We made it back to our accommodation at around 4pm, pooped again. We had signed up for a family style dinner at the accommodation, but Phuong decided we'd all go out instead. After a shower and a nap, we met the rest of the gang and headed out. It was a super fun group of varying ages (22-48), and it was fun hanging out with a big group. We started with dinner at a place where you make your own spring rolls, then headed for dessert at a local coffee shop. Next up, a bar. And what a bar. It was about the size of a coffee table, and every white person in Dalat was there. Soon, we knew why. There was a Vietnamese cover band, singing in English. A sample of their songs: Wonderwall, by Oasis; a song by Linkin Park (I'm not sure which one, because they all sound the same), remixed into Gangsta's Paradise by Coolio; Every Breath You Take, by Sting and the Police, remixed into Gangsta's Paradise by Coolio; Careless Whisper, by George Michael, remixed into Gangsta's Paradise by Coolio.... I'm sure you get the gist. I'm also not sure whether any of the band members spoke English, or whether they'd just learnt the songs phonetically, because there was some interesting pronunciation going on there! After a few (too many?) beers, we headed back to the hotel with the whole crew in tow.

Upon our return, the whole place was boarded up. Luckily, we had Phuong with us, who runs the place. Except she had left her keys inside, and by this point, was a bit pissed. After 20 minutes of rattling the bars, knocking on the door, ringing the doorbell, and calling the landline, a very sleepy Vietnamese guy opened the door, looking sheepish before copping an earful from Phuong... We hit the hay.

The next day was our last in Dalat, which we added on so that we could spend the night at the Crazy House. Since it's open to tourists during the day, we weren't so keen to hang out there, so we spent the day pottering around town and hanging out at Camellia. At mid-afternoon, we made our move. We checked into the Termite Room, which was super cool. It had a weird tiled bathroom, its own fireplace, and an oddly shaped bed. Oh, and a mirror on the ceiling. Huh... Also, it smelt kinda strange. Like... Well, like wee. But hey, it's the Crazy House! We hung out for a bit (another two episodes of Penny Dreadful), then headed out for dinner. 

 Dalat, Vietnam

Our night at the Crazy House was interesting. The urine smell got worse, which was nice. The staff arrived for work at 6.30am on their motorbikes, which they parked outside our room, then stood there for a while talking. At the top of their lungs. At 6.50am, the Russian couple staying upstairs checked out. From what I could tell, he headed down to outside our window, then she packed their bags while he yelled instructions. I managed to fall back asleep at about 7.30am, and at 8am, banging on the door alerted me that breakfast had arrived. Which was great, since we ordered it for 8.30am in the garden. Oh well, breakfast in bed is never a bad thing!

Our bus to Nha Trang was due to pick us up from the Crazy House at 12.30pm, so we had some time to kill. With our room smelling like piss, and the garden full of tourists, it was a long few hours. For once, our bus was on time. We were picked up in the bus we'd be travelling to Nha Trang in, which was great. We settled in as the bus did the rounds of Dalat, picking up all the other passengers. Our insane bus driver drove us up into the clouds, using his horn as everything from brakes to indicators. We drove through some stunning scenery very reminiscent of New Zealand - windy roads through green hills, much like Coromandel. To make it feel more like home, we were completely fogged in, and it started raining. About halfway through the trip, a song started playing, over and over and over. We couldn't figure it out where the hell it was coming from - was someone playing a game, or had someone knocked their headphones out?? People started looking around, laughing awkwardly... I realised it must be menu music on a DVD. Obviously the driver had put in a DVD, but not pushed play or turned on the screen. After about 30 minutes of repetition, the driver realised what all the murmuring was about, and that is when the magic happened. He started the DVD. It was a sweet 'Best of' DVD by the 80s band Modern Talking. The entire bus was in fits of laughter.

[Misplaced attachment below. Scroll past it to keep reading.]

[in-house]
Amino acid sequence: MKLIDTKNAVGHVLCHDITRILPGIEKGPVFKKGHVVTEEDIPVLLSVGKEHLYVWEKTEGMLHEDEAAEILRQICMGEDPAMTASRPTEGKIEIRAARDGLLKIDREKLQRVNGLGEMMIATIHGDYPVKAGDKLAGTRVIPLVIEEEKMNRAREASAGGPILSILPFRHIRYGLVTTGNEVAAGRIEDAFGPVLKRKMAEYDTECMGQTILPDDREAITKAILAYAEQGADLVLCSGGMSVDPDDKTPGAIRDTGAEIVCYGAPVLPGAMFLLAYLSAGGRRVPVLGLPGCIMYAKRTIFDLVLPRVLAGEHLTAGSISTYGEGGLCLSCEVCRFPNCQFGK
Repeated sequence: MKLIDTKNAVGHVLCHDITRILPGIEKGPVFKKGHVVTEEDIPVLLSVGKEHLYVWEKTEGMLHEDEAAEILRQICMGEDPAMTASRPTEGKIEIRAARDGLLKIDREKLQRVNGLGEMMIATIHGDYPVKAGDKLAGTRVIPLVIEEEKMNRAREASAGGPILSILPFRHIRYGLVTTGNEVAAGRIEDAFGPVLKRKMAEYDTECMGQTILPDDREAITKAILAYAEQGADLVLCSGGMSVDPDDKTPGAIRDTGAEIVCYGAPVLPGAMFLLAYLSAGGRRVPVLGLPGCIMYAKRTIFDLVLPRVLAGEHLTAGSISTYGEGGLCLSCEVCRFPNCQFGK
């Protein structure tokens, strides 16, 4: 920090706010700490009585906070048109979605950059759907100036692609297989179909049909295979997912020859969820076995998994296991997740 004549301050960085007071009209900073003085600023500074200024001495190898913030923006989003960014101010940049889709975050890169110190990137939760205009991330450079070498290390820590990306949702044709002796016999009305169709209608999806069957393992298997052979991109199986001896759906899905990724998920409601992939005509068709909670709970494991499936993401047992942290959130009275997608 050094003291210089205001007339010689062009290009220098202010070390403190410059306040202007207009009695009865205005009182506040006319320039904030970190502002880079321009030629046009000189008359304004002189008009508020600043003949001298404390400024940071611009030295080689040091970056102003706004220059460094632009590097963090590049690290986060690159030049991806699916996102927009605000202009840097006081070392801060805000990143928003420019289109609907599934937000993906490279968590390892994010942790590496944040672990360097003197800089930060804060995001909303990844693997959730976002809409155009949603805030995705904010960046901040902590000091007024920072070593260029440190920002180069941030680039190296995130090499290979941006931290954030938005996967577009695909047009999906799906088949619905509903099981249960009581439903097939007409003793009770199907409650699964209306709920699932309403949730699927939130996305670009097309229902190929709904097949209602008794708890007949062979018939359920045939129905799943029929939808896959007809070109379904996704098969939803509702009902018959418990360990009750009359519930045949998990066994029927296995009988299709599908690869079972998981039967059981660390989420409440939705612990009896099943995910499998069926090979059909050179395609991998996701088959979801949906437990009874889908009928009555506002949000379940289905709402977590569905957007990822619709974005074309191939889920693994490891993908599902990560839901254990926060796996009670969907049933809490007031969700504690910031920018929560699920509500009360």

Eventually we made it to Nha Trang, checked in to our hotel, and went to the train station to book our onward train tickets to Hoi An. We only came to Nha Trang because there is no train station in Dalat, so we're only here for a day. 

Nha Trang is an interesting place. Like most of the beachside resorts in South East Asia, it seems to be owned by the Russians. The people are Russian, the signs are Russian - it's very strange. It reminds me of Hawaii, in that there is a lovely 6km beach, right next to a strip mall.

Today we hit the beach, which had waves which was a nice change. Zev had the time of his life when I got knocked over by one - I must be out of practice. While drying out on the sand, the PA speakers started playing a message, first in Vietnamese, then in Russian, then in English. It was informing us of the rules of the beach - how very communist!

This evening, our plan is to pack and have an early night in preparation for our 5am train to Danang (ugh!!), followed by a bus ride to Hoi An. Wish us luck!!

Lots of love,
S & Z
xxx

Addit: wow - this morning I tried to look at our last blog, to see where Zev had written up to in his last post. I couldn't load our blog - it kept redirecting to a weird Vietnamese site. I thought our blog had been hacked, but couldn't figure out how since we only access it from our iPads. I asked a friend in NZ to go to the site, and he said it was fine. So I just did some googling, and found out that some internet service providers block blog sites, because the government is very disapproving of blogs. Several bloggers have been jailed for anti-government blogs. Yikes!!!

(Original post date: 27th March 2015)